This type of beer is commonly referred to as witbier in Dutch, blanche in French and wheat beer in English. This beer originated in Flemish in Belgium in the middle ages and it is usually popular in the summer. This is because it has a slightly honeyed taste and high carbonation levels.
It was originally brewed in monasteries and was spiced with various flavorings which included coriander, orange peel and other spices or herbs. White ale is popular not only in Belgium but throughout the European continent and the world at large.
The initial brands were produced without hops but used spice blend called gruit in order to impart flavor to the brew. Some used equal proportions of barley and wheat as a substitute to the local grain. This imparted to the beer its crispness and slight twang characteristics. Technically, Belgian white beer is an ale; this is because it uses top-fermenting yeast and wheat particles which remain suspended in the final product giving it a pale cast when served cold.
The beer had a good reputation and many brewers produced it especially in Hoegaarden around the 18th century. But in the next century it was overtaken by lagers and hopped beers. In the 195os, there was no brewing of white beer but later in 1966 Pierre Celis revived the production of witbier. He used the techniques he learned as a boy in farming. In the 1990s Celis founded a brewery in Austin, Texas and introduced Belgian white beer to America.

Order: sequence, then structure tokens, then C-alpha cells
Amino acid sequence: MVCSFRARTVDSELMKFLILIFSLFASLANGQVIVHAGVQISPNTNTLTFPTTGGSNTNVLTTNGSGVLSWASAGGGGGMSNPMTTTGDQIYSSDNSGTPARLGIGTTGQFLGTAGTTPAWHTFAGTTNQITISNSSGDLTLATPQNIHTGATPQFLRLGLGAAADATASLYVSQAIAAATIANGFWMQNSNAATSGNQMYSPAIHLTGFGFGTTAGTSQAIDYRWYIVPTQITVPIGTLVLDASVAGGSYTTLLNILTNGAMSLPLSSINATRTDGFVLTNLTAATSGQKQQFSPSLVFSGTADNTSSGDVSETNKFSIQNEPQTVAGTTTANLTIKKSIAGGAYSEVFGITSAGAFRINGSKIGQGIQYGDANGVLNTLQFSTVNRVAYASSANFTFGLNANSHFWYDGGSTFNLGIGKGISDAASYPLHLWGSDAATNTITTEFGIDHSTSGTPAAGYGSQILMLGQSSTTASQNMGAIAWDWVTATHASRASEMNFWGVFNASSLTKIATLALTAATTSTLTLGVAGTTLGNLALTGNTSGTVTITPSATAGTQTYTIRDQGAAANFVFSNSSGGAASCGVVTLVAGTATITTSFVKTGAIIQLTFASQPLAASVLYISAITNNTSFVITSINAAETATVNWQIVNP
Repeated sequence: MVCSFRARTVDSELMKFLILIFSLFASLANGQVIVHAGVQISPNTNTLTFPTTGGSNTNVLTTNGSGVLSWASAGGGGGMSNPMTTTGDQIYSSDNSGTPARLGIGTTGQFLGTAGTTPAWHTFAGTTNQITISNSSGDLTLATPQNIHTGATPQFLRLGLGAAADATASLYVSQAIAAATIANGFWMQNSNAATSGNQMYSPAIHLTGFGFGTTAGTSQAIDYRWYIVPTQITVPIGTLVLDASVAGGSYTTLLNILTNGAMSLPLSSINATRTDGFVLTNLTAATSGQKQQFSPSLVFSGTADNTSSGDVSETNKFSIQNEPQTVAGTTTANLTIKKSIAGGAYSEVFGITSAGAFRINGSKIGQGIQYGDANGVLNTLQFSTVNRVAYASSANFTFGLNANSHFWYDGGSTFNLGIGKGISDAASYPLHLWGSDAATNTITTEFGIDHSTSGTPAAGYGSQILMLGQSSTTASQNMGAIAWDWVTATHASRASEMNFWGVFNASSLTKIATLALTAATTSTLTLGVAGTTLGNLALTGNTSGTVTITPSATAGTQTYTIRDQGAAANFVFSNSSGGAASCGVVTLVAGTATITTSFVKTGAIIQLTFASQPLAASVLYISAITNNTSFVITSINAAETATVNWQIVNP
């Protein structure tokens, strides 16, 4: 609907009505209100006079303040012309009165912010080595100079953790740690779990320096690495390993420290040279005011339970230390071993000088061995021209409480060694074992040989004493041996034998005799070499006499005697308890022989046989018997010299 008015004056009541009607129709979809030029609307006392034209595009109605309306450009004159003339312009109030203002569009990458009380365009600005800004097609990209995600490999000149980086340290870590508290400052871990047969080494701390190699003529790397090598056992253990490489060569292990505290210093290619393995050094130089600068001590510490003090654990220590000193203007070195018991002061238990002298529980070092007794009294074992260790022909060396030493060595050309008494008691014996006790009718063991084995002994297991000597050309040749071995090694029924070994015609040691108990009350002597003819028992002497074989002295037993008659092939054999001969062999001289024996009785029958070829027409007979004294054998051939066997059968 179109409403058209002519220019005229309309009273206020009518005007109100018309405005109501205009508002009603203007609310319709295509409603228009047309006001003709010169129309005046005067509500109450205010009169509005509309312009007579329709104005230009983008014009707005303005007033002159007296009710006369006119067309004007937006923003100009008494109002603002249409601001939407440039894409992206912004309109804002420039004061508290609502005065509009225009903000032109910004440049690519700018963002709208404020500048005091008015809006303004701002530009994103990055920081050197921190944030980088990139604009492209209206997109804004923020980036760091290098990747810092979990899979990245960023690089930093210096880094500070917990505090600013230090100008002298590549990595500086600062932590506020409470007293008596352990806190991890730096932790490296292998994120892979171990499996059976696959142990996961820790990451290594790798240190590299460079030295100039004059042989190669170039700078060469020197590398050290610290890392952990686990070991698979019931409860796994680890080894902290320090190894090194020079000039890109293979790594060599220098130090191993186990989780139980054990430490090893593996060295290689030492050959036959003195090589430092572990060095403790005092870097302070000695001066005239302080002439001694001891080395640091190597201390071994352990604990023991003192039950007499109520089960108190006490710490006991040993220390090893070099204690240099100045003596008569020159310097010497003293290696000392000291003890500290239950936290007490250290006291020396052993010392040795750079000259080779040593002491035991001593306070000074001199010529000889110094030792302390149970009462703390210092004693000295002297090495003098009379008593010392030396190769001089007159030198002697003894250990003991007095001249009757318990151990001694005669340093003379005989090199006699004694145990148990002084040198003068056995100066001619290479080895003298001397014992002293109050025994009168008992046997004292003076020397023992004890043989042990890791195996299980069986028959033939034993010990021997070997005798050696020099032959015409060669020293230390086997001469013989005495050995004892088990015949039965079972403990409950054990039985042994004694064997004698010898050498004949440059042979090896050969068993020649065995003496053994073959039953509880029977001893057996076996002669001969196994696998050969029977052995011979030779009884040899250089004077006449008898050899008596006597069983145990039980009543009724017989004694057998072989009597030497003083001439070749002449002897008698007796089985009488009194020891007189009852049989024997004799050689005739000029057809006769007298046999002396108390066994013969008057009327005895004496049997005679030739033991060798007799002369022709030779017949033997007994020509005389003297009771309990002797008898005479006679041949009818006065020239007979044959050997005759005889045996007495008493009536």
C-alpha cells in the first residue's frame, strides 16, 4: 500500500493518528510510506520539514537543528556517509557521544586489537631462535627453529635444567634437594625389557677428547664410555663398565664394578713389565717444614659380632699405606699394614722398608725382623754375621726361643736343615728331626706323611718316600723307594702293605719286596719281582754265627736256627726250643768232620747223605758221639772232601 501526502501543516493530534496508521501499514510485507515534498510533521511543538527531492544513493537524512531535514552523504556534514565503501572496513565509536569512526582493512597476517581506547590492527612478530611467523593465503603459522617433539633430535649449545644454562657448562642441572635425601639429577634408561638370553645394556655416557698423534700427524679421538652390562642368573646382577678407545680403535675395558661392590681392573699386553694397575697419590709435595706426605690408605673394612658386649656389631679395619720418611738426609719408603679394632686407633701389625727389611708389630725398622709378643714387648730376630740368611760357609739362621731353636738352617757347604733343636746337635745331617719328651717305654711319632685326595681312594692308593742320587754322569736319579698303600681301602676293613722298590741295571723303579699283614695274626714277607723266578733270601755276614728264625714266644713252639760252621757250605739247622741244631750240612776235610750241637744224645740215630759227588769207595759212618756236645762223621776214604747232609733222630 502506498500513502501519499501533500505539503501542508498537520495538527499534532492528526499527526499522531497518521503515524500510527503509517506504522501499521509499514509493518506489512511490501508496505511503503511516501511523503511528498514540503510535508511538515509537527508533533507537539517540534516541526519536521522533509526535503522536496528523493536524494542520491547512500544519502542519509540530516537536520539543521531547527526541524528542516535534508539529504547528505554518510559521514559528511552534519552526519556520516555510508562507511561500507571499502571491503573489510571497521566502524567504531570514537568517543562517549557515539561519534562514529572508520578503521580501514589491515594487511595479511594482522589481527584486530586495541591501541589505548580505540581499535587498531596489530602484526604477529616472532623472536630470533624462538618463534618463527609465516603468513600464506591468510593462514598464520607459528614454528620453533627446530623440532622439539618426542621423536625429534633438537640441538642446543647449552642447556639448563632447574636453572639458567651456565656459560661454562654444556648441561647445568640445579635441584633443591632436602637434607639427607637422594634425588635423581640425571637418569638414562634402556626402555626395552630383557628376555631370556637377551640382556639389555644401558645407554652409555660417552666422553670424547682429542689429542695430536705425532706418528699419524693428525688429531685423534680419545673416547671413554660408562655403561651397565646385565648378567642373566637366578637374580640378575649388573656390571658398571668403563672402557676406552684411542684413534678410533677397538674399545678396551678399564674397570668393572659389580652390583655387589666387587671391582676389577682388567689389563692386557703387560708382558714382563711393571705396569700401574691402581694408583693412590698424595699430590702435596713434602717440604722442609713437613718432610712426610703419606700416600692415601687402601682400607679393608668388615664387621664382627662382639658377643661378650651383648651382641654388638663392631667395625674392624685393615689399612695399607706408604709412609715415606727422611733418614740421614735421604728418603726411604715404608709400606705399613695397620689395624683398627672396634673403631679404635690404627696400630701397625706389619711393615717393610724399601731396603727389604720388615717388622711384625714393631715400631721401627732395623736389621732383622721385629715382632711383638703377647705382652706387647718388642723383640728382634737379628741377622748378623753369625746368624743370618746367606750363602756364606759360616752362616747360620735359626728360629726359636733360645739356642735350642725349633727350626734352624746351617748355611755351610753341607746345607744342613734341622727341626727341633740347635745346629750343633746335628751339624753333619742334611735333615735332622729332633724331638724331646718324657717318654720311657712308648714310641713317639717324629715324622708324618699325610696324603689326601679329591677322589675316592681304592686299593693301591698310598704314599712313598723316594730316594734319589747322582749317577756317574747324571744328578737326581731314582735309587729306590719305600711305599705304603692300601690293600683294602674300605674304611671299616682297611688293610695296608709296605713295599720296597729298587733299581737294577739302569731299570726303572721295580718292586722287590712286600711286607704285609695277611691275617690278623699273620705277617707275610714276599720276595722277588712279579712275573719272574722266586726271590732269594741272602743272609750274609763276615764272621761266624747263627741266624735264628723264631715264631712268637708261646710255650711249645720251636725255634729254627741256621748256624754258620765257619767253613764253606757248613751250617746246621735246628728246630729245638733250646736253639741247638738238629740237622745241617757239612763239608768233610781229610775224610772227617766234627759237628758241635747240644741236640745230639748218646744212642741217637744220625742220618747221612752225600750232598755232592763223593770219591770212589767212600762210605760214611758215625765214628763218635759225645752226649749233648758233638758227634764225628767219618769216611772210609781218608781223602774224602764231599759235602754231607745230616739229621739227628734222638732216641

White ale in character is usually compared to the German hefeweizen because of its fruity and slightly sweet taste. In modern production of white beer, hops are incorporated as they will help in imparting that bitter taste. But still the traditional spice blends are used for that characteristic original flavor. The drink is unique as it uses raw wheat instead of malted varieties. It has a pale straw color which is a result of the pale barley used. The beer has a thick head and silky body to compliment the smooth taste of the drink.
The Belgian white beer’s characteristic flavor, taste, and mouth feel is due to the various ingredients that are used in its production. Examples of white beer include: Celis white, Blanche de Namur and Watou’s Wit. The alcohol content of these beers varies from brand to brand. Commonly the alcohol content ranges from 5-6 percent ABV.
Here is an “incomplete” List of Popular Belgian White Ales:
1.) Belgoo Magus (6.6%)
2.) Blanche D’Ardenne (4.3%)
3.) Blanche de Bruxelles (4.5%)
4.) Blanche de Hainaut Biologique (5.5%)
5.) Blanche des Honnelles (6%)
6.) Blanche des Moines (4.5%)
7.) Blanche de Namur (4.5%)
8.) Blanche des Neiges (5%)
9.) Blanche des Saisis (5.9%)
10.) Brasserie de Brunehaut
11.) Brugs (4.8%)
12.) Brunehaut Blanche (5%)
13.) Dentergems Witbier (5%)
14.) Floris Wit-Blance (5%)
15.) Foret Blanche (5.5%)
16.) Hoegaarden Original White Ale (4.9%)
17.) Hoegaarden Grand Cru (8.7%)
18.) Hoegaarden Speciale (5.7%)
19.) Grimbergen Blanche (6%)
20.) La Grande Blanche (7.5%)
21.) St. Denise La Blanche (5%)
22.) Struise Witte (5%)
23.) Titje Blanche (4.7%)
24.) Troublette (5%)
25.) VlasKop (5.5%)
26.) Vuuve (5%)
27.) Witte Noire (7.5%)
28.) Wittekerke (5%)